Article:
For about six decades now, travelling tent cinema companies accompany Jatras — annual religious fairs which begin in rural Maharashtra, after the crop gathering season ends in October.
Travelling with these fairs, not very far from the cinema capital of India — Mumbai, the tent talkies visit remote villages that are far from fixed-site theatres. Films are shown in large tents, using makeshift equipment, with the audience seated on the ground. The travelling cinemas show mixed fare, including regional language films, Bollywood blockbusters and Hollywood movies, but they are facing a fight for survival as DVDs become more easily accessible and cable networks penetrate further into the country.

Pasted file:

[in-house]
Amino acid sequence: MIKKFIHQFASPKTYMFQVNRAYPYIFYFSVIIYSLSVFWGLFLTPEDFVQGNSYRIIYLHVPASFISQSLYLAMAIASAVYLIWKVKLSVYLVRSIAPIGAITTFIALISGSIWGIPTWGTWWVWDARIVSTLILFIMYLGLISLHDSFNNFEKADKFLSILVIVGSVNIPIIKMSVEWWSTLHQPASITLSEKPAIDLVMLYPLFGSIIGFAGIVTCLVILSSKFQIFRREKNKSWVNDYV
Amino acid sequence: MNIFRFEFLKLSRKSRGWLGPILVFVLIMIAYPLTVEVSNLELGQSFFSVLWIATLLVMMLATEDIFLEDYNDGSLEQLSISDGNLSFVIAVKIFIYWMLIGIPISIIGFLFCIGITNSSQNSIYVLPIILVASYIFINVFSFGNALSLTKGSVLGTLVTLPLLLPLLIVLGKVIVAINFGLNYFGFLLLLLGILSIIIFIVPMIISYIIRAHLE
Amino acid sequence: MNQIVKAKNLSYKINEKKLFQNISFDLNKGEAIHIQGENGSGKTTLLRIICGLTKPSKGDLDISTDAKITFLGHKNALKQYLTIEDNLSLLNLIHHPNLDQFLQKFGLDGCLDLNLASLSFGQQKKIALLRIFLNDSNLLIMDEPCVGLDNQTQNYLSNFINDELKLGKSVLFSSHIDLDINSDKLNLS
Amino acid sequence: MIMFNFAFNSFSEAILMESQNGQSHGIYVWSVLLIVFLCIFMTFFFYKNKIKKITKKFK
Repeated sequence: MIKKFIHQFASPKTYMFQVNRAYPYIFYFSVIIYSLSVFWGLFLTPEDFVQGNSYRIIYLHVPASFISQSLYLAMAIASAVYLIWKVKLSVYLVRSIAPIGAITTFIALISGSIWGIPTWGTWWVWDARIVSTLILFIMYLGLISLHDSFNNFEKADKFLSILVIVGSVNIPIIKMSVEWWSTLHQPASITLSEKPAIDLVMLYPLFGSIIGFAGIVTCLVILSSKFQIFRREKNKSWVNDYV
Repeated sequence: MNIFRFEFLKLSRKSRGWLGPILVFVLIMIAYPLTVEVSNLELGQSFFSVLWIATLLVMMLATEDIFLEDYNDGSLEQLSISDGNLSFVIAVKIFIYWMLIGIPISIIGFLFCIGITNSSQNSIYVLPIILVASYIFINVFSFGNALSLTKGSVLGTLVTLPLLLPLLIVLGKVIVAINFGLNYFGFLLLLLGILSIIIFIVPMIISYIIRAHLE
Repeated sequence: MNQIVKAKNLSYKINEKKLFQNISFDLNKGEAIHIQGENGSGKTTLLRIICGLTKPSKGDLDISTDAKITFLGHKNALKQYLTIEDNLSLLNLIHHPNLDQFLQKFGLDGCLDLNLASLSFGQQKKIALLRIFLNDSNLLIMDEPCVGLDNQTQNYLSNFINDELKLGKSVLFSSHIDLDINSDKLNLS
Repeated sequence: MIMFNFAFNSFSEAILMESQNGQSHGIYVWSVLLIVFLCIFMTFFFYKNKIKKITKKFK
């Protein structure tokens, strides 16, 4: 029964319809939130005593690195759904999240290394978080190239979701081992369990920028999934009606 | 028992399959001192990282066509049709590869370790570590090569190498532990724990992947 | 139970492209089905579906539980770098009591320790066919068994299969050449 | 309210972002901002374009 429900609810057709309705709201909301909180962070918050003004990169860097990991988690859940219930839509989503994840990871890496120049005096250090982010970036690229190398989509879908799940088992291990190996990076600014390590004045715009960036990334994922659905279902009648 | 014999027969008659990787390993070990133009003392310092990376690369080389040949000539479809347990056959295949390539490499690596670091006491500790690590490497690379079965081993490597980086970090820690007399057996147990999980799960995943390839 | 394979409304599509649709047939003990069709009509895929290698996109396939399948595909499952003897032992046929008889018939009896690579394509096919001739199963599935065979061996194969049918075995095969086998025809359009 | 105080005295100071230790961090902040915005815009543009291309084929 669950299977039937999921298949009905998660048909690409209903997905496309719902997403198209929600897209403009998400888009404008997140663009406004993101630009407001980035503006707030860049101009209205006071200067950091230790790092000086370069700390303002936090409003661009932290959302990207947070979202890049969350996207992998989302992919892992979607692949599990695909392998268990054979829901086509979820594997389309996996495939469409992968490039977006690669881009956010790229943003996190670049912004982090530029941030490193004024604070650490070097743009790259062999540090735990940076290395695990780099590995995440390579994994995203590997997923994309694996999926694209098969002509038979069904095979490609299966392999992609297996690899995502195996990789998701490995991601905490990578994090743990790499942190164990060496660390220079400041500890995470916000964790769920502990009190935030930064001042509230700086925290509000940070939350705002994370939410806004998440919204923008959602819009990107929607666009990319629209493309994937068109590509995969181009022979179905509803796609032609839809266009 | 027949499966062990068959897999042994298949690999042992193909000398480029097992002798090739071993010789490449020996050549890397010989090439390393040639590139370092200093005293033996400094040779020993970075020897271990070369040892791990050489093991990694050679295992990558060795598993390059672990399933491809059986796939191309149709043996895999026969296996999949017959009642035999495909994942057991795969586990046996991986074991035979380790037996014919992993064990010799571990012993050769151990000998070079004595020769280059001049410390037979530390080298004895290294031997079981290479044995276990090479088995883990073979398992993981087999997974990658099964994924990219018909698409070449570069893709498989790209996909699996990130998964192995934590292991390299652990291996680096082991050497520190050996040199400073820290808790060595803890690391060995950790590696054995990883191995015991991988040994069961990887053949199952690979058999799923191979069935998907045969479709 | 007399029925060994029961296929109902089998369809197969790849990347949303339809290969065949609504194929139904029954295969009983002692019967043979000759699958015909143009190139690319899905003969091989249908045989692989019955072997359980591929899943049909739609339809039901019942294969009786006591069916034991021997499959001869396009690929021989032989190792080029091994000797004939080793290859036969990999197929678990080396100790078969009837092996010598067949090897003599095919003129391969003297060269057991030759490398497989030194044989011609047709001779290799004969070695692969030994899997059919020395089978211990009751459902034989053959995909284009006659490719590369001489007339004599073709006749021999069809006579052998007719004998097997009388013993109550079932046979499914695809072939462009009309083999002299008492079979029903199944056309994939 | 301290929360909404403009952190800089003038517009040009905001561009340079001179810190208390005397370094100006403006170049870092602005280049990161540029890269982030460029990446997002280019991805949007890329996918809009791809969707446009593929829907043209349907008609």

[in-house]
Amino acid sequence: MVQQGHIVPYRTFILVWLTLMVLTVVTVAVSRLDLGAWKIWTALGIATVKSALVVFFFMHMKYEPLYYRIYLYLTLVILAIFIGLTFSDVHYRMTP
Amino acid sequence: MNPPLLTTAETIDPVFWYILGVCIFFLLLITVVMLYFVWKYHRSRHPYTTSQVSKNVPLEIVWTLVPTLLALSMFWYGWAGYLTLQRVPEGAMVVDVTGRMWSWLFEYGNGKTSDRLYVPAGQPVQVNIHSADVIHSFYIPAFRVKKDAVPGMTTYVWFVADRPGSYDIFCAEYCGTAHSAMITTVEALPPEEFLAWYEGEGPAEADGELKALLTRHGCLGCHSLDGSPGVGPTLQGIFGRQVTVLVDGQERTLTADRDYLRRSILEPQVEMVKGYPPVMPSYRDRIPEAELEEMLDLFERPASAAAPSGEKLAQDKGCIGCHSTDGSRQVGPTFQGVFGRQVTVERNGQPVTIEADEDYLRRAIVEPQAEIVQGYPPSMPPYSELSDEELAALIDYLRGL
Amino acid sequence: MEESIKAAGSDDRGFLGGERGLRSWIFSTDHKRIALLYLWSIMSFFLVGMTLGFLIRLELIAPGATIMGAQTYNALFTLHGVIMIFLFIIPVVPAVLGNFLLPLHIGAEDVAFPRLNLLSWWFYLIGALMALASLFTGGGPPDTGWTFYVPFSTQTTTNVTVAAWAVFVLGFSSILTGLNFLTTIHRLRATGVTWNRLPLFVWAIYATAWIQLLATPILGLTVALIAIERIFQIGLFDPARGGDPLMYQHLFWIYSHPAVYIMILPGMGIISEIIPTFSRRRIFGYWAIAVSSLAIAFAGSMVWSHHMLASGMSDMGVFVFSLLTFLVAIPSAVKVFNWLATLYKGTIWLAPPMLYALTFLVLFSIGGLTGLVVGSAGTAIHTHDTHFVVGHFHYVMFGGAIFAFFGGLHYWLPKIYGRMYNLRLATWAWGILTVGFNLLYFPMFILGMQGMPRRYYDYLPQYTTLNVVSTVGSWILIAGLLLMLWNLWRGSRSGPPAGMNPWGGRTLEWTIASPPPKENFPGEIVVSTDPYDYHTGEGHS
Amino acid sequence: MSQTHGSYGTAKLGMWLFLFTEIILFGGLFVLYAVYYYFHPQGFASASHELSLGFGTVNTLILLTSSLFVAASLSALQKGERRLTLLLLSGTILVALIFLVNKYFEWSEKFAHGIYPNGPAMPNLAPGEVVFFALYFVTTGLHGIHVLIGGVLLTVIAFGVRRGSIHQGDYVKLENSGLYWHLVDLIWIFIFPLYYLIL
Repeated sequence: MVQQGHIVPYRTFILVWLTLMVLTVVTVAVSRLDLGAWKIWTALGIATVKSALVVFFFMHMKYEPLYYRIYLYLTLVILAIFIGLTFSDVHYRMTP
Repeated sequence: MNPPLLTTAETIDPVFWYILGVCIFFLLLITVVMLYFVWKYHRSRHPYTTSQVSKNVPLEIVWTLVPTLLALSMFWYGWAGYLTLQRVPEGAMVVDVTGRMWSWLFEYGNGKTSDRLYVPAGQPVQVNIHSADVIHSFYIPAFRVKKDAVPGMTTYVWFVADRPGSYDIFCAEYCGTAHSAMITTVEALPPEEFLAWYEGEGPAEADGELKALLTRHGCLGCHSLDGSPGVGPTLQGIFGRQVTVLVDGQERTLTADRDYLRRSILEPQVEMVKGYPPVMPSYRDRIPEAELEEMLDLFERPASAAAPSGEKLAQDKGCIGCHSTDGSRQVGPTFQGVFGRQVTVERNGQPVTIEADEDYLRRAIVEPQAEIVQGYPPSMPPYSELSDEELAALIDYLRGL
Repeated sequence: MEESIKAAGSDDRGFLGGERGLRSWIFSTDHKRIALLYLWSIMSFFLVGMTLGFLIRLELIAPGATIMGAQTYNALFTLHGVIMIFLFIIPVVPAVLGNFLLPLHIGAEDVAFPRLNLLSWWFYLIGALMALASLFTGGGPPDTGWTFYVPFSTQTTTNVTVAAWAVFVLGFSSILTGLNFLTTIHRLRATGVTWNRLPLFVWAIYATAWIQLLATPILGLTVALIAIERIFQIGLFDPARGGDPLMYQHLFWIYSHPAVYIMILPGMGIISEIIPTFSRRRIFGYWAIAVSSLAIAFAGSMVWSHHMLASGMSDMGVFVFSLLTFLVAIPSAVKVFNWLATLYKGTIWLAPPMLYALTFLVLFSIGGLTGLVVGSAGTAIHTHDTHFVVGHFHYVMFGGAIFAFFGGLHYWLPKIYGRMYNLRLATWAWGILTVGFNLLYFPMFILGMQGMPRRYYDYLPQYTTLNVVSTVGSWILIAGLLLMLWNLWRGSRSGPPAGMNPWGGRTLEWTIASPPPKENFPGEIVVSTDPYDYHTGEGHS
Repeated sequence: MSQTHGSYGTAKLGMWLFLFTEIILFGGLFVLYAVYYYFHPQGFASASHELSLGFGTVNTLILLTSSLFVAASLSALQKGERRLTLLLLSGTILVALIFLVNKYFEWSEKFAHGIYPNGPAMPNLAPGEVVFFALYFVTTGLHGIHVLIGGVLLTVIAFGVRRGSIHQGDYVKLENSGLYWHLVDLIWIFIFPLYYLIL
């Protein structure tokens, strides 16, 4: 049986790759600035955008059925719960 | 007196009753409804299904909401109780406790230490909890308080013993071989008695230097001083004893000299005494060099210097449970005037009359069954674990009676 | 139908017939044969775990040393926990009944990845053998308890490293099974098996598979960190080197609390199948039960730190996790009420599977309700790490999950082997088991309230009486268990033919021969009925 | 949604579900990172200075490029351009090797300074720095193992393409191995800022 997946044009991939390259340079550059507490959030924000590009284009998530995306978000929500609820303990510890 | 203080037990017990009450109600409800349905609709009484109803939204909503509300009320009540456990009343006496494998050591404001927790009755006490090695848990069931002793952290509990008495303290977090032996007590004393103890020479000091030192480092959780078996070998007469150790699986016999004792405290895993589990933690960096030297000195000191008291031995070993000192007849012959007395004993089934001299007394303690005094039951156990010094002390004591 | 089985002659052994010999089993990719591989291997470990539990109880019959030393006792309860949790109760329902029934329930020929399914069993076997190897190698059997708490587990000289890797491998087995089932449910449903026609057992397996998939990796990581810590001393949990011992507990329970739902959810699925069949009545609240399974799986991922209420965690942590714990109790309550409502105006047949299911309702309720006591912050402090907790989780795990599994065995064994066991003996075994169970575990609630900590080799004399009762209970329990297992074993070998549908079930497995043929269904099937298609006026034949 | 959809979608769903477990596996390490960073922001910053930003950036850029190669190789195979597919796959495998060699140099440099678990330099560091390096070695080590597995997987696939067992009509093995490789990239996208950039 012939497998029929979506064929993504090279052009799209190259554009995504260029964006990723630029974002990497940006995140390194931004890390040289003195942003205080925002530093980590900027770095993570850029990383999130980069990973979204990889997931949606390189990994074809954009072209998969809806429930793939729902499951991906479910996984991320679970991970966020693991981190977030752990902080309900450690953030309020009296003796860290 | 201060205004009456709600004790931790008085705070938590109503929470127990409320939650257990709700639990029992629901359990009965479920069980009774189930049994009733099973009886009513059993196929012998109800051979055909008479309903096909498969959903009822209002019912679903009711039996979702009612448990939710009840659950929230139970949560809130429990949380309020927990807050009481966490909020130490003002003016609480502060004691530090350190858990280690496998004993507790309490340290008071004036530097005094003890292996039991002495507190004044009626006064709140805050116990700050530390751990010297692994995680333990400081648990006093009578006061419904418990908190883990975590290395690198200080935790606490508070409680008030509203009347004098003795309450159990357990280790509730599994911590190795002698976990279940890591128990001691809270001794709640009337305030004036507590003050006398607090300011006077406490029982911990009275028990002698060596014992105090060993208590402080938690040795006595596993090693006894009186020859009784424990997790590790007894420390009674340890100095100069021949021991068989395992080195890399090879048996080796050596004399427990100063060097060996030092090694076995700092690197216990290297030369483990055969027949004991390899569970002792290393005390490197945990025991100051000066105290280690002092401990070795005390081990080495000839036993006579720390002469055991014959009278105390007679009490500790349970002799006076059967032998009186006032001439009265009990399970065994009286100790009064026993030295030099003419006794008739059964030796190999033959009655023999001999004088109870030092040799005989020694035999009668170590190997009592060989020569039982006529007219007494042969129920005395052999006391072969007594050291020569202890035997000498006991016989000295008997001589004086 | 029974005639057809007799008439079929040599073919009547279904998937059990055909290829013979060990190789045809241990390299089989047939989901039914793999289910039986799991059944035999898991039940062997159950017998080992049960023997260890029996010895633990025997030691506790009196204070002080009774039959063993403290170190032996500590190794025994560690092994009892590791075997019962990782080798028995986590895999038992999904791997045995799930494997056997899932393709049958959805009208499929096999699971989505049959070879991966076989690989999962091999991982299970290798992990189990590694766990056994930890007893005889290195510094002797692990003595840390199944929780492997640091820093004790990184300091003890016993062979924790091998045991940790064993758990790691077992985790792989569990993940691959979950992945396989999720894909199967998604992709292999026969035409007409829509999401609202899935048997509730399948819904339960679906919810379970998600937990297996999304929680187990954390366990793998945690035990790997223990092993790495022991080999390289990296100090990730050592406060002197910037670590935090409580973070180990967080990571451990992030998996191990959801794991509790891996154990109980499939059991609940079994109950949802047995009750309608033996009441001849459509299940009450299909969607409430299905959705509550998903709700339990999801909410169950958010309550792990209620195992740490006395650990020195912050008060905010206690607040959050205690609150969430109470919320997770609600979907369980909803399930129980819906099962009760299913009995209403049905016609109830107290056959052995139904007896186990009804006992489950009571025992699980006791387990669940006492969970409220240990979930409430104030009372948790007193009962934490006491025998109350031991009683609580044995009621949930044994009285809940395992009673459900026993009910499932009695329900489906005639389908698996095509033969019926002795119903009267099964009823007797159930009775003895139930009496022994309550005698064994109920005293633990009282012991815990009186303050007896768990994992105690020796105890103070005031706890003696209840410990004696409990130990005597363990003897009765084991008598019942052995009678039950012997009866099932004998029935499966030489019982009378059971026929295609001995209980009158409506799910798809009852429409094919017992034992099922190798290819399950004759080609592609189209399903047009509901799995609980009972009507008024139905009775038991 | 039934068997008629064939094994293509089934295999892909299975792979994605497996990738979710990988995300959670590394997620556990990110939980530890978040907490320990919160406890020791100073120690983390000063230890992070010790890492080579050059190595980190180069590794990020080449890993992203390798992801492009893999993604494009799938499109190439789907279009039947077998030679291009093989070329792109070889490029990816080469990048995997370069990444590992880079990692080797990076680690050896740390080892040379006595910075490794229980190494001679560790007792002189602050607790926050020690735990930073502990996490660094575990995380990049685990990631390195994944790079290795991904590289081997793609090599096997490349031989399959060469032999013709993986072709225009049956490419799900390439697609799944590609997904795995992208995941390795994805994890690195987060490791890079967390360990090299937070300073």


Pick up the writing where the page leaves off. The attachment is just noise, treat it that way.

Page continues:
In the late 1940s, farmers, teachers and electricians from villages in Maharashtra bought second hand Bauer projectors. Carried away on a bullock cart, this cinema paraphernalia became the nodal point for organising tent cinema companies.
Through our work with the nomadic talkies , we strive to 'historicise' the history of cinema — as a form and as practice — in India, as well to 'provincialise' it, by turning to the modalities through which it was delivered away from the big cities and the sophisticated standing theatres, by creating a home-grown system of cinema exhibition.
— For his work on tent cinemas, the author has won the arts research grant from India Foundation for the Arts (2008), a fellowship from the Cluster of Excellence at Heidelberg University (2009) and the Goethe-Institute 50 Year Anniversary Grant (2010). This work also won the World Press Photo, apart from the Sony World Photography Award and the Humanity Photo Award.